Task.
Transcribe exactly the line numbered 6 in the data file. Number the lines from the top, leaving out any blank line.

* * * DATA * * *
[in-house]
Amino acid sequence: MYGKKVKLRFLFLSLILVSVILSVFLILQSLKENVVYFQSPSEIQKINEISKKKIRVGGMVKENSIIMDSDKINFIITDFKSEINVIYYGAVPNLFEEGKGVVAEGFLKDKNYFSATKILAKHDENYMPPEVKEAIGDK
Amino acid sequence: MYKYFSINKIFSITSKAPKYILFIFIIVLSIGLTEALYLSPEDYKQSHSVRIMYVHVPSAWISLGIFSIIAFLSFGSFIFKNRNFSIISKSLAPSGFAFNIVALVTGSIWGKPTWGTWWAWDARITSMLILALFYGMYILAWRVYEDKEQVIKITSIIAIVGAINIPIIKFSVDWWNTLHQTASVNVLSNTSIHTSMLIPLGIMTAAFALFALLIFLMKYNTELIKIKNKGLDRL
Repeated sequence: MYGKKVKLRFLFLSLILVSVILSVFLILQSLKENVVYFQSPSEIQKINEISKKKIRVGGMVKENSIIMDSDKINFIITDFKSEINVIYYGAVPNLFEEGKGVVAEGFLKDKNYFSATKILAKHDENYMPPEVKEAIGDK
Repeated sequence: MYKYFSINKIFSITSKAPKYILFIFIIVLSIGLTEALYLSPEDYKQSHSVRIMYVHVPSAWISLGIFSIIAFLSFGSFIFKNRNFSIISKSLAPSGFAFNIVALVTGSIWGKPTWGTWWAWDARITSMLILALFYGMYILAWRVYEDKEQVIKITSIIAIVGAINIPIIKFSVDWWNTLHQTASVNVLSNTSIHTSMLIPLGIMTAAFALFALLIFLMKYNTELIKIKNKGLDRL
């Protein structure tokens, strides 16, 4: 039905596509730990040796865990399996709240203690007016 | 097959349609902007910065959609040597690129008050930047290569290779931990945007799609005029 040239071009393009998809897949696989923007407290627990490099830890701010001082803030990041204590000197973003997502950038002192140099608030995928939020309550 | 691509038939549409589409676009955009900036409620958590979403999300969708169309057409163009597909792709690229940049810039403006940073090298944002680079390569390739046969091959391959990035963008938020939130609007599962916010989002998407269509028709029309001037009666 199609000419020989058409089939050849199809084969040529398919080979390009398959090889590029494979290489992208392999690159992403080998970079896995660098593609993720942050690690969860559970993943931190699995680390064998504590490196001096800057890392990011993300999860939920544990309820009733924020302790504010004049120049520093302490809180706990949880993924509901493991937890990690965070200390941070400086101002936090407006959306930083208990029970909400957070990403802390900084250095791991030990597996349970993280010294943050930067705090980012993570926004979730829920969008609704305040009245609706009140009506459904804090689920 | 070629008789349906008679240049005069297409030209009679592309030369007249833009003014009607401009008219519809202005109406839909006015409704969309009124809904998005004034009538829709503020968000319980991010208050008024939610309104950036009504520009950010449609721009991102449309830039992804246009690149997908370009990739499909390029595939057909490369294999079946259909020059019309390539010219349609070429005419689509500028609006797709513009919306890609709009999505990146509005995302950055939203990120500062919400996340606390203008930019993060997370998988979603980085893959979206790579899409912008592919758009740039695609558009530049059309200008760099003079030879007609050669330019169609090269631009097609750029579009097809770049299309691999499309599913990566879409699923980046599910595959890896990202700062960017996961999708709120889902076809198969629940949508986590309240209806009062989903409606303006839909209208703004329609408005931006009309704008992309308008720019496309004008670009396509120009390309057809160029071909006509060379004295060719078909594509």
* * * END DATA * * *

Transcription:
């Protein structure tokens, strides 16, 4: 039905596509730990040796865990399996709240203690007016 | 097959349609902007910065959609040597690129008050930047290569290779931990945007799609005029 040239071009393009998809897949696989923007407290627990490099830890701010001082803030990041204590000197973003997502950038002192140099608030995928939020309550 | 691509038939549409589409676009955009900036409620958590979403999300969708169309057409163009597909792709690229940049810039403006940073090298944002680079390569390739046969091959391959990035963008938020939130609007599962916010989002998407269509028709029309001037009666 199609000419020989058409089939050849199809084969040529398919080979390009398959090889590029494979290489992208392999690159992403080998970079896995660098593609993720942050690690969860559970993943931190699995680390064998504590490196001096800057890392990011993300999860939920544990309820009733924020302790504010004049120049520093302490809180706990949880993924509901493991937890990690965070200390941070400086101002936090407006959306930083208990029970909400957070990403802390900084250095791991030990597996349970993280010294943050930067705090980012993570926004979730829920969008609704305040009245609706009140009506459904804090689920 | 070629008789349906008679240049005069297409030209009679592309030369007249833009003014009607401009008219519809202005109406839909006015409704969309009124809904998005004034009538829709503020968000319980991010208050008024939610309104950036009504520009950010449609721009991102449309830039992804246009690149997908370009990739499909390029595939057909490369294999079946259909020059019309390539010219349609070429005419689509500028609006797709513009919306890609709009999505990146509005995302950055939203990120500062919400996340606390203008930019993060997370998988979603980085893959979206790579899409912008592919758009740039695609558009530049059309200008760099003079030879007609050669330019169609090269631009097609750029579009097809770049299309691999499309599913990566879409699923980046599910595959890896990202700062960017996961999708709120889902076809198969629940949508986590309240209806009062989903409606303006839909209208703004329609408005931006009309704008992309308008720019496309004008670009396509120009390309057809160029071909006509060379004295060719078909594509």